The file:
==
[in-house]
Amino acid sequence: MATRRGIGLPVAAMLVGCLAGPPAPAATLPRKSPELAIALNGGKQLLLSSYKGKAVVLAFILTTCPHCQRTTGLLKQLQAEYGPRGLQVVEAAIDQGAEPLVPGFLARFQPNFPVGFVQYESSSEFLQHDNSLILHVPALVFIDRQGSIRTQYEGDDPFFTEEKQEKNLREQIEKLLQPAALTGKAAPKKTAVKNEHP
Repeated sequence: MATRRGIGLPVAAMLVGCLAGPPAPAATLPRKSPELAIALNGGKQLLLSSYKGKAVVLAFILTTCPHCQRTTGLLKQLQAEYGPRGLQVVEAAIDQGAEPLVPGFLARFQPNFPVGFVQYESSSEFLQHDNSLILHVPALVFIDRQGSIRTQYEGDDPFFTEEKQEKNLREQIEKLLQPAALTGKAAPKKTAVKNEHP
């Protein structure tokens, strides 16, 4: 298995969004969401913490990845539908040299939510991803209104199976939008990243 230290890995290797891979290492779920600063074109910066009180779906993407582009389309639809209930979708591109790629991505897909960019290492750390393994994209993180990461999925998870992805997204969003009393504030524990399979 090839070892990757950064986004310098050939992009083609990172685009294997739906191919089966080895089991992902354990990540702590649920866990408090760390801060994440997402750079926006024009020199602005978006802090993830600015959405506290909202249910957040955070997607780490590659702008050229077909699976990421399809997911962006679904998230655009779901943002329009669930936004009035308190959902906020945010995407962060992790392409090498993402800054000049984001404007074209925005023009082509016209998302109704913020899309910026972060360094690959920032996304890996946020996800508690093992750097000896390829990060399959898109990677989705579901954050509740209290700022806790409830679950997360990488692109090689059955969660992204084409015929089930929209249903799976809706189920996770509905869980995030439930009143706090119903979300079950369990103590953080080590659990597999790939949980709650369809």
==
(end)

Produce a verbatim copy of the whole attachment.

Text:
[in-house]
Amino acid sequence: MATRRGIGLPVAAMLVGCLAGPPAPAATLPRKSPELAIALNGGKQLLLSSYKGKAVVLAFILTTCPHCQRTTGLLKQLQAEYGPRGLQVVEAAIDQGAEPLVPGFLARFQPNFPVGFVQYESSSEFLQHDNSLILHVPALVFIDRQGSIRTQYEGDDPFFTEEKQEKNLREQIEKLLQPAALTGKAAPKKTAVKNEHP
Repeated sequence: MATRRGIGLPVAAMLVGCLAGPPAPAATLPRKSPELAIALNGGKQLLLSSYKGKAVVLAFILTTCPHCQRTTGLLKQLQAEYGPRGLQVVEAAIDQGAEPLVPGFLARFQPNFPVGFVQYESSSEFLQHDNSLILHVPALVFIDRQGSIRTQYEGDDPFFTEEKQEKNLREQIEKLLQPAALTGKAAPKKTAVKNEHP
């Protein structure tokens, strides 16, 4: 298995969004969401913490990845539908040299939510991803209104199976939008990243 230290890995290797891979290492779920600063074109910066009180779906993407582009389309639809209930979708591109790629991505897909960019290492750390393994994209993180990461999925998870992805997204969003009393504030524990399979 090839070892990757950064986004310098050939992009083609990172685009294997739906191919089966080895089991992902354990990540702590649920866990408090760390801060994440997402750079926006024009020199602005978006802090993830600015959405506290909202249910957040955070997607780490590659702008050229077909699976990421399809997911962006679904998230655009779901943002329009669930936004009035308190959902906020945010995407962060992790392409090498993402800054000049984001404007074209925005023009082509016209998302109704913020899309910026972060360094690959920032996304890996946020996800508690093992750097000896390829990060399959898109990677989705579901954050509740209290700022806790409830679950997360990488692109090689059955969660992204084409015929089930929209249903799976809706189920996770509905869980995030439930009143706090119903979300079950369990103590953080080590659990597999790939949980709650369809």